The Emile Bell or "the Sacred Bell of King Songdok" is the largest bronze bell in Asia. You can find it in Korea in the heart of Gyeongju city. It was cast in 771 AD during the Shilla period for King Hyegong. Hyegong wanted a bell to honor his deceased father, the previous king Songdok. King Songdok actually wanted to create the bell but he died before work on it could begin.

Weighing in at 25 tons of solid bronze, the Emile Bell is the mother of all bells. In fact, the name "emile" is derived from an ancient Korean word for "mommy" (em-ee-leh). The origin of the mommy nickname for the bell is two fold. One, the bell has several protrusions that resemble nipples. And then there's a rather horrifying tale about how when the bell was first cast by the monks, it would not ring. The head monk, no expert in metallurgy, decided to melt the bell down and throw a small female child into the molten bronze before recasting it. People say when the bell rings, it makes the sound of a baby girl crying for her mommy. Okay, not one of Korea's finer moments.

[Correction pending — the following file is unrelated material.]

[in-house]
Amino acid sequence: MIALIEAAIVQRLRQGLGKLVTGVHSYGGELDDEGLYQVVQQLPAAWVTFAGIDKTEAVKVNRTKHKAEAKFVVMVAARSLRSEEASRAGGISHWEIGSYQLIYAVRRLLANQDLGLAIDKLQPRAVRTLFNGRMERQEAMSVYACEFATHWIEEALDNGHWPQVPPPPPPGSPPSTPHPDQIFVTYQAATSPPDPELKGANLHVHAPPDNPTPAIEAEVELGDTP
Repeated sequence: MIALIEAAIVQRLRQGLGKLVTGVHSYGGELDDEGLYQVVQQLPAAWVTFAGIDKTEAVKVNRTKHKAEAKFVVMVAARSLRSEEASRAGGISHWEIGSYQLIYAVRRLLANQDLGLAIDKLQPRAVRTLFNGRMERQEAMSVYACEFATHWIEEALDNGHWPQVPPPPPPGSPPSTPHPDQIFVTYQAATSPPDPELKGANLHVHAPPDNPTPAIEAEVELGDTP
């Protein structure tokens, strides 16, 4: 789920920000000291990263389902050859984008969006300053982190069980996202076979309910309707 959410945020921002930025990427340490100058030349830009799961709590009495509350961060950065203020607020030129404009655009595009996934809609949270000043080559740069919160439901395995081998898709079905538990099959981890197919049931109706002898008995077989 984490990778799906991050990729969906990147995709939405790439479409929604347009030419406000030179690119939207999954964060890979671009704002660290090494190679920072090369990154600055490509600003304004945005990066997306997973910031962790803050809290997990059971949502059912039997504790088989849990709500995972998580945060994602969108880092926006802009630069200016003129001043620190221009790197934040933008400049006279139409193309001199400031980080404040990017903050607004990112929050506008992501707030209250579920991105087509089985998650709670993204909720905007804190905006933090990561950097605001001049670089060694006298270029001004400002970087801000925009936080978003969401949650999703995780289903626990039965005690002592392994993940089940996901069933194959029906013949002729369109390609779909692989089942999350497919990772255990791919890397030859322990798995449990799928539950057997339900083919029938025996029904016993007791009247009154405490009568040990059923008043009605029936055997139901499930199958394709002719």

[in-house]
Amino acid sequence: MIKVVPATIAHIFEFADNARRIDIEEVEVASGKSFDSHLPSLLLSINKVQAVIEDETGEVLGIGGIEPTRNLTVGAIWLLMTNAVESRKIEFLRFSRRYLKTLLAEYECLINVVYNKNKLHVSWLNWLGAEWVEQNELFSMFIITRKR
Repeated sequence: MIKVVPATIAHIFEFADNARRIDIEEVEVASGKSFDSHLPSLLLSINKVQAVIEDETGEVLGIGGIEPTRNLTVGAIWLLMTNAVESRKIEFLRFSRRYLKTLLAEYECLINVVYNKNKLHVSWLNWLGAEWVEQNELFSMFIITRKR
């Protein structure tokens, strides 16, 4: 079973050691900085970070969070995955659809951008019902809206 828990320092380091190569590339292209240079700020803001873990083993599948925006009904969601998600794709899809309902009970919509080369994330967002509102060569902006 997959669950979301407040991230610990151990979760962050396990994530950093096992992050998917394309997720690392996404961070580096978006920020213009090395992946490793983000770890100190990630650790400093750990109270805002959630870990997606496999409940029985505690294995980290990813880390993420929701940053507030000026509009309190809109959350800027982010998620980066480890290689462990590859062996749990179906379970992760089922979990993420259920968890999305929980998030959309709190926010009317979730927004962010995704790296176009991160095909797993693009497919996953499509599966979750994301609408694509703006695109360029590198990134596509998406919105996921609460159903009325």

For over a thousand years the bell was rung, calling people to prayer. People up to 50 miles away could hear the bell. The Emile Bell is rarely rung these days, however. There is a small crack and it's feared further ringing will expand the crack and destroy the bell's cherished and mysteriously pure sound. Of course cherishing the sound of a bell that's never rung raises certain philosophical implications like what is the sound of one hand clapping? or your basic tree falling in the forest dilema. Koreans being a pragmatic people, albeit lacking a certain broader ethic when it comes to building musical instruments out of living children, realized this. Oct 2001 they rang the bell 18 times and scientists recorded the sound for study and future preservation. Reportedly, no children were harmed this time around.